Team engineers bioenergy-friendly fungi

Bioenergy – Friendly fungi
The ectomycorrhizal fungus Laccaria bicolor, shown in green, envelops the roots of a transgenic switchgrass plant. Switchgrass is not known to interact with this type of fungi naturally; the added PtLecRLK1 gene tells the plant to engage the fungus. Credit: ORNL, U.S. Dept. of Energy

An Oak Ridge National Laboratory team has successfully introduced a poplar gene into switchgrass, an important biofuel source, that allows switchgrass to interact with a beneficial fungus, ultimately boosting the grass's growth and viability in changing environments.

Scientists observed the ectomycorrhizal fungus Laccaria bicolor as it enveloped the plant's roots. This , not known to occur naturally between these fungi and switchgrass, helps the plant to efficiently take up nutrients and water. This symbiotic relationship results in switchgrass that is more disease- and drought-resistant.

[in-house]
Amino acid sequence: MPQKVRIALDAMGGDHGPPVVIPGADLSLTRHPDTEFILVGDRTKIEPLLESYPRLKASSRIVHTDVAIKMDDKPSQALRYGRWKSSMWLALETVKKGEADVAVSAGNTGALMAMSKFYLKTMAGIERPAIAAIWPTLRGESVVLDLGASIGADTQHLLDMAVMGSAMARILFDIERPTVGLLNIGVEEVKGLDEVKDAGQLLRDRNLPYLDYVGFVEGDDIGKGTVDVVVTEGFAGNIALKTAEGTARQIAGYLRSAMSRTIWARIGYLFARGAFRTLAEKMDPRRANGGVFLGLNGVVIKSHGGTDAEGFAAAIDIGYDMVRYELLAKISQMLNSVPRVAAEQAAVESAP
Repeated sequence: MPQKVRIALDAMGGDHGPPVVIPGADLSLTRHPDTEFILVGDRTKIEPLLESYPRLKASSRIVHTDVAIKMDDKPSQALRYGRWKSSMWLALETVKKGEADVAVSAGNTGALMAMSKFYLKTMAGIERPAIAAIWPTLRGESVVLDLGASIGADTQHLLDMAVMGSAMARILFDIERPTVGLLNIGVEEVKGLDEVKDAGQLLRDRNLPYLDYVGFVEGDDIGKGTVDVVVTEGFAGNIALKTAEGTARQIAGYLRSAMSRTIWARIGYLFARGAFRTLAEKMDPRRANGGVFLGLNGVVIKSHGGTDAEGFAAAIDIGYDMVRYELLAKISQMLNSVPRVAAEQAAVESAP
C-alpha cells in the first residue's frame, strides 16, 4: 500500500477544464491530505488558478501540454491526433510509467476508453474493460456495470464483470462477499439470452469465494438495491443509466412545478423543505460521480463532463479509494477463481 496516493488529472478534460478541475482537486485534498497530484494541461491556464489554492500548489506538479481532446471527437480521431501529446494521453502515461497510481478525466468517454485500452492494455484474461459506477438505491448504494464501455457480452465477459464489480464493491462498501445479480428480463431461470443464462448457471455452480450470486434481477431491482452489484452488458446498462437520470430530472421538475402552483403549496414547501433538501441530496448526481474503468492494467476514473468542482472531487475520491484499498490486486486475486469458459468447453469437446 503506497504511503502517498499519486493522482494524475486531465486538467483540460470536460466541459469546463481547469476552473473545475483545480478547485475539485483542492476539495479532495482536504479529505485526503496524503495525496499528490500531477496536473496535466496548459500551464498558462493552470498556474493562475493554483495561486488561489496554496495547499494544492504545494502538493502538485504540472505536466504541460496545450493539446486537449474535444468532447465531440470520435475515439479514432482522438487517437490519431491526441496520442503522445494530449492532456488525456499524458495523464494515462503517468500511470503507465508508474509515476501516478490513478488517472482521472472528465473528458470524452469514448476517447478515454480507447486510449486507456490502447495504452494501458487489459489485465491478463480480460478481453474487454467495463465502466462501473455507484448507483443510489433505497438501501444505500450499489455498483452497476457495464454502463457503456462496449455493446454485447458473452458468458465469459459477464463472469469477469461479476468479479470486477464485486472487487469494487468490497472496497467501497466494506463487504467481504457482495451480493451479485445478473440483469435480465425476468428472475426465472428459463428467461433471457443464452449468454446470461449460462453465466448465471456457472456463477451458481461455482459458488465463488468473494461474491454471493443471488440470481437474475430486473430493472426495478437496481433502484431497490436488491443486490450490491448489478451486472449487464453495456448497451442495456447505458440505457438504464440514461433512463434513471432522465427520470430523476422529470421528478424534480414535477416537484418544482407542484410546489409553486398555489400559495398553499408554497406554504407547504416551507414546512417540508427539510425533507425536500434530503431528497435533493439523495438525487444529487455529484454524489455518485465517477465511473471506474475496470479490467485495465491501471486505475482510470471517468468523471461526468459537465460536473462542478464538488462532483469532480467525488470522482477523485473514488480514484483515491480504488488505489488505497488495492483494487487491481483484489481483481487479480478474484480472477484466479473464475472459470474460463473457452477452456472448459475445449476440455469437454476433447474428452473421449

"We've engineered switchgrass to grow where it would typically struggle, that is, marginal land that is unsuitable for ," said ORNL's Jay Chen. "The fungus allows the switchgrass to absorb minerals from the soil."

In a previous study, the team identified the receptor gene that looks out for friendly fungi. Next the team will validate the laboratory findings with a .

More information: Zhenzhen Qiao et al, Towards engineering ectomycorrhization into switchgrass bioenergy crops via a lectin receptor‐like kinase, Plant Biotechnology Journal (2021). DOI: 10.1111/pbi.13671

Journal information: Plant Biotechnology Journal

Citation: Team engineers bioenergy-friendly fungi (2021, October 4) retrieved 16 April 2024 from
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